Meningitis. What is it exactly? Your only knowledge of it is probably related to a memory of getting vaccinated, but today, we’re here to give you a refresher!
Meningitis, also known as Meningococcal disease, is an inflammation of the membranes surrounding the brain and spinal cord. It’s is mainly caused by viral or bacterial infections. Once infection occurs, it spreads throughout the bloodstream to the nervous system. Though there is no specific age for those at risk of contracting bacterial meningitis, it is more common in infants, young children and people over 60. Viral Meningitis is more common in children, but can infect people of all ages. Infants and children are more at risk since their immune system isn’t fully developed, but others with a weakened immune system or those who travel to foreign countries may also be at risk. Here’s a breakdown between the two main types.
Bacterial Meningitis occurs more often in the cold, winter months. The most common strain is bacterium Neisseria meningitidis, followed by streptococcus. It’s most common in areas with a high population density, such as college campuses. Symptoms include nausea, vomiting, photophobia and altered mental status. They develop quickly, typically 3-7 days post exposure.
Viral Meningitis is more common than bacterial in the in United States. This type occurs more in the summer and fall months. Symptoms mimic the those of the flu and can include things such as: high fever, headache, vomiting, sleepiness, sensitivity to light and no appetite. In infants, symptoms can also include constant crying, irritability, a bulge in the soft spot on top of a baby’s head and stiffness in a baby’s body and neck. The good news? Viral Meningitis is usually mild and often clears on its own; however, this doesn’t mean you shouldn’t see a doctor upon first sign of symptoms.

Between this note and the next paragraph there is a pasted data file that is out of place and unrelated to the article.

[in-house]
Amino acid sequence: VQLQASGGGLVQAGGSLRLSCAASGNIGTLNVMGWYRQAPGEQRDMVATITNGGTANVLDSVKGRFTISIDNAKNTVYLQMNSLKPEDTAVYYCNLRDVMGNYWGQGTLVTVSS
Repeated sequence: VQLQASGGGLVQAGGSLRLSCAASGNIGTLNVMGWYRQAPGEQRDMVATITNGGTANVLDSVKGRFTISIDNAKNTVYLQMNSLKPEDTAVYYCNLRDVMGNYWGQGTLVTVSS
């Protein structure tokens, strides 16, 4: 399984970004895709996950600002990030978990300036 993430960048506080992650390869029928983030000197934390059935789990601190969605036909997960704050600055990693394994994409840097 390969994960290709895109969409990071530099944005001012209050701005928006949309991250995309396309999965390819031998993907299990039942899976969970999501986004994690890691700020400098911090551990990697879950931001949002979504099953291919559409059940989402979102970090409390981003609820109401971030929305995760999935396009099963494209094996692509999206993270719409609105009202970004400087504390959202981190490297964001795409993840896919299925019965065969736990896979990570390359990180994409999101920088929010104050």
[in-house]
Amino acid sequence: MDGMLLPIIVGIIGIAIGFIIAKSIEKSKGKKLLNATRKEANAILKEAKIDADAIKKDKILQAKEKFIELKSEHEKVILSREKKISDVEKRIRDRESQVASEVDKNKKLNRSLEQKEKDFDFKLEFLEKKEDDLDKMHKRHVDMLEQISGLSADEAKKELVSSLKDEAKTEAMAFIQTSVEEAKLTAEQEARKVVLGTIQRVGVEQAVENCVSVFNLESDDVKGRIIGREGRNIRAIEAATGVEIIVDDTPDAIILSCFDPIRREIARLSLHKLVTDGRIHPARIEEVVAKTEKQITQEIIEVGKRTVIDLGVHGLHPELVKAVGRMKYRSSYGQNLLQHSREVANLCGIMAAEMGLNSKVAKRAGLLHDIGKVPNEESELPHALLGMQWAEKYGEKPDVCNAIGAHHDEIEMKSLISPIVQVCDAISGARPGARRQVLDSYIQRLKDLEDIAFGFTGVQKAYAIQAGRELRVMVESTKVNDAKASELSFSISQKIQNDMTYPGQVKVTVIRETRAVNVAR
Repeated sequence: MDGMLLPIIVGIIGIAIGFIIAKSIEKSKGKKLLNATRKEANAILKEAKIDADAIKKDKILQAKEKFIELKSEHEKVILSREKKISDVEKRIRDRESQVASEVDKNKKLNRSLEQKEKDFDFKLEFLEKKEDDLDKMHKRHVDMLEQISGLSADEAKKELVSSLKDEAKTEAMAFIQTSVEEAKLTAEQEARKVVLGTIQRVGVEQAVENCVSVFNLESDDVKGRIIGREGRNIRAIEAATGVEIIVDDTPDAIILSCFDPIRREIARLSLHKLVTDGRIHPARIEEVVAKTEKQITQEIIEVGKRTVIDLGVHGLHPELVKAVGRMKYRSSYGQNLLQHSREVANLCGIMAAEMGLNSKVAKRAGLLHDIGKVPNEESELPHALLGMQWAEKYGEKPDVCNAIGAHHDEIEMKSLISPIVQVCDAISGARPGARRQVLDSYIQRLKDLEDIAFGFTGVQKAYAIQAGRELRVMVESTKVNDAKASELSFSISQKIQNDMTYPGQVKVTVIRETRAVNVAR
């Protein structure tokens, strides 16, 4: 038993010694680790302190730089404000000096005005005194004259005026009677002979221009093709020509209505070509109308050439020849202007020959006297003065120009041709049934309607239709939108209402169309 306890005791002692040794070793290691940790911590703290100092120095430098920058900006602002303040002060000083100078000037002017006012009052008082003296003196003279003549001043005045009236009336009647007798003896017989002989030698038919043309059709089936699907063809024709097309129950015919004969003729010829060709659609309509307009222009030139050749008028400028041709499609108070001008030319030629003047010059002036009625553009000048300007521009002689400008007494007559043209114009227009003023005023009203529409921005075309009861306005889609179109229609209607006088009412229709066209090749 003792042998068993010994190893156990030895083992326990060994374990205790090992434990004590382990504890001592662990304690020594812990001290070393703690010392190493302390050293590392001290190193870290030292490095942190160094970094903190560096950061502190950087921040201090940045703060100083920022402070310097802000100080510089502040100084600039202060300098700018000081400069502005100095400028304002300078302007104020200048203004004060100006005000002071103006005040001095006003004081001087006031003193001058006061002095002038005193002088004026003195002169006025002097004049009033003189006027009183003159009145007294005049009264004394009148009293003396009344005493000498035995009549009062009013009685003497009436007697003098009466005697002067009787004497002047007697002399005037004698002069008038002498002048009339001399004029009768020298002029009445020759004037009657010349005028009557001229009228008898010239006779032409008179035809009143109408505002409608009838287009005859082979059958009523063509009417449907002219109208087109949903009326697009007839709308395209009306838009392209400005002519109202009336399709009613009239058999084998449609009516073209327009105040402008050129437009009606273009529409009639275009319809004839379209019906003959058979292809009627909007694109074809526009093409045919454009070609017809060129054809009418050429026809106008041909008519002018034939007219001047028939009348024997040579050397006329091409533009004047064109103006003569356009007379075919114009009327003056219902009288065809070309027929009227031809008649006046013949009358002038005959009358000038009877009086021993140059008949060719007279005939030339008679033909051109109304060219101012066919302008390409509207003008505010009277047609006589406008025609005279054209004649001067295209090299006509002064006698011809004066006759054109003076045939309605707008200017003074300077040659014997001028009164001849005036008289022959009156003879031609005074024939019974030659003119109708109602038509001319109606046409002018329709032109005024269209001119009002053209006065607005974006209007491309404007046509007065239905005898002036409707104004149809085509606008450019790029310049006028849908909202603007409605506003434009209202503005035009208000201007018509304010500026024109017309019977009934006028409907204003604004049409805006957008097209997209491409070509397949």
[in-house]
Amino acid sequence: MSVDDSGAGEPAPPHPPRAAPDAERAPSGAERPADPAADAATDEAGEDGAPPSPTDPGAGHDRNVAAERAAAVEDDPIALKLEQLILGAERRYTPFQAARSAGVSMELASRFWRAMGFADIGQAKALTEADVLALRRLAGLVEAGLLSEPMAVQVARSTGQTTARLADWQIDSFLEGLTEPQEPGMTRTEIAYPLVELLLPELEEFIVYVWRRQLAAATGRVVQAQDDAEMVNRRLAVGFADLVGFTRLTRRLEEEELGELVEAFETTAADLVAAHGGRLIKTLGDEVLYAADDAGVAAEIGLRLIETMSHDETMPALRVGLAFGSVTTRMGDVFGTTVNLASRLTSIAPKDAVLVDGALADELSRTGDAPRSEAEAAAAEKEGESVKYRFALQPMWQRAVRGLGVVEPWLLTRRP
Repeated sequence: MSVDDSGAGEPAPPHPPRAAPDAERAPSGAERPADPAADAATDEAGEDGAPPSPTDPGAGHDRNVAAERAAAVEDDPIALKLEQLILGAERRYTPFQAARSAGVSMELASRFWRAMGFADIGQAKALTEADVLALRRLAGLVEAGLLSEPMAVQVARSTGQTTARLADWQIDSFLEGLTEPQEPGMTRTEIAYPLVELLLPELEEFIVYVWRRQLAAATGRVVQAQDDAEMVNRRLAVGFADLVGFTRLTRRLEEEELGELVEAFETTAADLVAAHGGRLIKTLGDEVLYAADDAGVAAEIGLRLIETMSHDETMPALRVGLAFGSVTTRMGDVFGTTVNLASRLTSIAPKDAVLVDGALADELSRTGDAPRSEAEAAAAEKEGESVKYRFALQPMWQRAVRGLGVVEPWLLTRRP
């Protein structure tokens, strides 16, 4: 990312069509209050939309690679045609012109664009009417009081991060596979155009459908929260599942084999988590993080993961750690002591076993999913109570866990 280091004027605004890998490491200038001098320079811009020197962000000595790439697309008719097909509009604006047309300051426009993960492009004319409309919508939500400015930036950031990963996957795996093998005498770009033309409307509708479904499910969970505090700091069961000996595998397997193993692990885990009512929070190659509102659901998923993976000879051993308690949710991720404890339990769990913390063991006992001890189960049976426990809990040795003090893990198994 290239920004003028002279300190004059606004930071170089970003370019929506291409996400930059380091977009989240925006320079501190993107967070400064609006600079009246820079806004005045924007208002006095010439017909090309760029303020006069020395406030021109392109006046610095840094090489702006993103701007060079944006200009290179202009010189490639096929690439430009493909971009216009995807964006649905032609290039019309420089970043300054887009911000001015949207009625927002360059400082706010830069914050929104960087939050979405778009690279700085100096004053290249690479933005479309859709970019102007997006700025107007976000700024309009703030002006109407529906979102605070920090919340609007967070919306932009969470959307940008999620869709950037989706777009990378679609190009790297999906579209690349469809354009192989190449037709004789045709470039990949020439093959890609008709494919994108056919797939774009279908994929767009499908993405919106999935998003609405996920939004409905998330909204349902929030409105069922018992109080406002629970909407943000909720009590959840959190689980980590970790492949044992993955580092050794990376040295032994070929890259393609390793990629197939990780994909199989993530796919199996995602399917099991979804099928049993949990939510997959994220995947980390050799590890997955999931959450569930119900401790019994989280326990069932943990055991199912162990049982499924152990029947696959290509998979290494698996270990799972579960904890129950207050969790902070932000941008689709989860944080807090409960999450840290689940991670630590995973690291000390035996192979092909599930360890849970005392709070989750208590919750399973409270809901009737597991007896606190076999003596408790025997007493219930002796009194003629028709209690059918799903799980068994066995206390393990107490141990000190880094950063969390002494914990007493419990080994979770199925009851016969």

How it Spreads
So, how does it spread? Close contact (not just casual,) spreads the bacteria and viruses that cause meningitis. This includes kissing, coughing, sneezing, sharing utensils, glasses, food, or even towels. It’s also important to note that people can carry these bacteria without being sick, but still contagious.
Treatment and Prevention
Like with most illnesses, early treatment can help prevent serious damage. If it’s bacterial, doctors typically treat with antibiotics. For viral, treatment is mainly relieving the symptoms. Other treatments may be given, depending on how serious the case is.
Luckily, there has been a decline in the number of cases of meningitis in the past few years. Though it’s definitely not extinct, in 2016 the incident rates reached an all-time low of only 12%. How? Prevention is key.